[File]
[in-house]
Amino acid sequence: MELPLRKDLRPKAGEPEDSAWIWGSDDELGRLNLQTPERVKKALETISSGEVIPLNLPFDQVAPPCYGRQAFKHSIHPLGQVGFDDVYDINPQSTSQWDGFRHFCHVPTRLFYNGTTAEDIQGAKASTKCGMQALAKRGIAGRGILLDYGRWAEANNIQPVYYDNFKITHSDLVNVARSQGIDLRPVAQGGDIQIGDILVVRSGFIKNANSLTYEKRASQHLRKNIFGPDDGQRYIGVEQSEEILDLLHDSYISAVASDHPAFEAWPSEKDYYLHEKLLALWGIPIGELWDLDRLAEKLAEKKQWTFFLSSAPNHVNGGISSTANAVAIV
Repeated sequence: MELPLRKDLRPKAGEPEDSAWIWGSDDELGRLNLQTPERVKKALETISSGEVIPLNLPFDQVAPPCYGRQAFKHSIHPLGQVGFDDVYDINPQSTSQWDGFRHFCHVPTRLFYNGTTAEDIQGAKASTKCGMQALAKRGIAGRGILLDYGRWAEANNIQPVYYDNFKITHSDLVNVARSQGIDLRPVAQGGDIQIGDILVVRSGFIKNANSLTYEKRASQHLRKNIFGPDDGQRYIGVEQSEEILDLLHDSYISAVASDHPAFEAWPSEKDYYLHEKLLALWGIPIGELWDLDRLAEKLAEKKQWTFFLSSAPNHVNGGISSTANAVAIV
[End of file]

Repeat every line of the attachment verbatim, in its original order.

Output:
[in-house]
Amino acid sequence: MELPLRKDLRPKAGEPEDSAWIWGSDDELGRLNLQTPERVKKALETISSGEVIPLNLPFDQVAPPCYGRQAFKHSIHPLGQVGFDDVYDINPQSTSQWDGFRHFCHVPTRLFYNGTTAEDIQGAKASTKCGMQALAKRGIAGRGILLDYGRWAEANNIQPVYYDNFKITHSDLVNVARSQGIDLRPVAQGGDIQIGDILVVRSGFIKNANSLTYEKRASQHLRKNIFGPDDGQRYIGVEQSEEILDLLHDSYISAVASDHPAFEAWPSEKDYYLHEKLLALWGIPIGELWDLDRLAEKLAEKKQWTFFLSSAPNHVNGGISSTANAVAIV
Repeated sequence: MELPLRKDLRPKAGEPEDSAWIWGSDDELGRLNLQTPERVKKALETISSGEVIPLNLPFDQVAPPCYGRQAFKHSIHPLGQVGFDDVYDINPQSTSQWDGFRHFCHVPTRLFYNGTTAEDIQGAKASTKCGMQALAKRGIAGRGILLDYGRWAEANNIQPVYYDNFKITHSDLVNVARSQGIDLRPVAQGGDIQIGDILVVRSGFIKNANSLTYEKRASQHLRKNIFGPDDGQRYIGVEQSEEILDLLHDSYISAVASDHPAFEAWPSEKDYYLHEKLLALWGIPIGELWDLDRLAEKLAEKKQWTFFLSSAPNHVNGGISSTANAVAIV